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Release Date: 25th November 2013

To access the original FCA document, click here.


The Financial Conduct Authority (FCA) has imposed a financial penalty of £900,200 on SEI Investments (Europe) Limited (SEI) for significant breaches related to client money protections. Without the early settlement discount, the penalty would have been £1,286,000. These violations occurred over a nearly five-year period from November 2007 to October 2012.

SEI failed in several key areas concerning the handling of client money, which was in breach of Principle 10 and various rules within the Client Assets Sourcebook (CASS). Specifically, SEI was found to have:

  1. Not performed required internal client money reconciliations regularly.
  2. Failed to address shortfalls or excesses in client money on the day they were identified.
  3. Used a non-standard method for these reconciliations without obtaining necessary auditor approval or notifying the FCA.
  4. Submitted inaccurate Client Money and Assets Returns (CMAR).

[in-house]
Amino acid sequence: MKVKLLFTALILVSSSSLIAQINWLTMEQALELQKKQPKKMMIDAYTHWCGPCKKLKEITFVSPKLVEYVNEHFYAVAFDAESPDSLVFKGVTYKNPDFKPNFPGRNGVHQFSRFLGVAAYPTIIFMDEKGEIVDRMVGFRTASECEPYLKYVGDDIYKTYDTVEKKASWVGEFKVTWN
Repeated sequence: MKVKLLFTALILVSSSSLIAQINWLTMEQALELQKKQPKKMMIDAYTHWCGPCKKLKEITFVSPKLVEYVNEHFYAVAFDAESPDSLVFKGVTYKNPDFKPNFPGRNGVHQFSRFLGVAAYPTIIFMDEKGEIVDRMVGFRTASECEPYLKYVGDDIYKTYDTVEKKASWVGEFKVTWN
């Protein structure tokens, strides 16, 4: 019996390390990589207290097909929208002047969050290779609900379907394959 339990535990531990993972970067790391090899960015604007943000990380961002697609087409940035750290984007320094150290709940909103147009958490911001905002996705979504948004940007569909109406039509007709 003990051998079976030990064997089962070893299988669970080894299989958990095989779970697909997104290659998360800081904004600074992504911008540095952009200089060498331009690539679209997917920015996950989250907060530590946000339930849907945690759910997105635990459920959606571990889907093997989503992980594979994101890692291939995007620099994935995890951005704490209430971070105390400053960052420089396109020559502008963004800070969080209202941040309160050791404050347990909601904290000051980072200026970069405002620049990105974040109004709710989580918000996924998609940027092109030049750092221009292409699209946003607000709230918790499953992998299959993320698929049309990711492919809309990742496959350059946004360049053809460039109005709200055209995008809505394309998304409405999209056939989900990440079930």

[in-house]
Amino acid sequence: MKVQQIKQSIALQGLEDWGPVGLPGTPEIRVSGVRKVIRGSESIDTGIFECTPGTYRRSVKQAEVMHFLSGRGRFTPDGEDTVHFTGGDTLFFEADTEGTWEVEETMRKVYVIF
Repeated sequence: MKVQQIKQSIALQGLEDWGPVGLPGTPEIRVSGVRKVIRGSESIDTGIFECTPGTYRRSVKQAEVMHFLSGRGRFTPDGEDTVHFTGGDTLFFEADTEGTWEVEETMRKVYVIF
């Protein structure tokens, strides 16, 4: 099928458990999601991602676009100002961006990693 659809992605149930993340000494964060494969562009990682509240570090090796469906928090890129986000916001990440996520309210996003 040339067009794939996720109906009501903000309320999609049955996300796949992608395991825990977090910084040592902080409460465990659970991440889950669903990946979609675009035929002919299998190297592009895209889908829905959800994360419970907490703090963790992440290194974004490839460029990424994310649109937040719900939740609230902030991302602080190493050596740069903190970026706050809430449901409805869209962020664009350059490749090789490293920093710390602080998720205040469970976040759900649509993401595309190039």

5. Lacked adequate training for employees handling client money responsibilities.

These shortcomings meant that in the event of SEI’s insolvency, clients could have faced significant delays and difficulties in recovering their funds, exposing them to potential financial loss. The average daily balance of client money during the relevant period was around £84.3 million, underscoring the scale of the risk posed by SEI’s failures.

The FCA’s enforcement action against SEI underscores the importance of robust internal controls and compliance with client money protection regulations. The financial penalty reflects the serious nature of the breaches and serves as a reminder to all financial services firms of the need to maintain stringent standards in client asset management to protect consumer interests and uphold market integrity.

SEI’s failings were identified not through its internal processes but through external audits and a report by a skilled person, highlighting the need for firms to have effective internal monitoring and compliance mechanisms. Post-identification, SEI took steps to rectify the issues by investing in external consultants and restructuring its operational model to align with regulatory expectations.

This case acts as a crucial lesson for other firms to ensure they adequately protect client assets, especially during periods of significant business growth, and maintain transparent and compliant operational practices.

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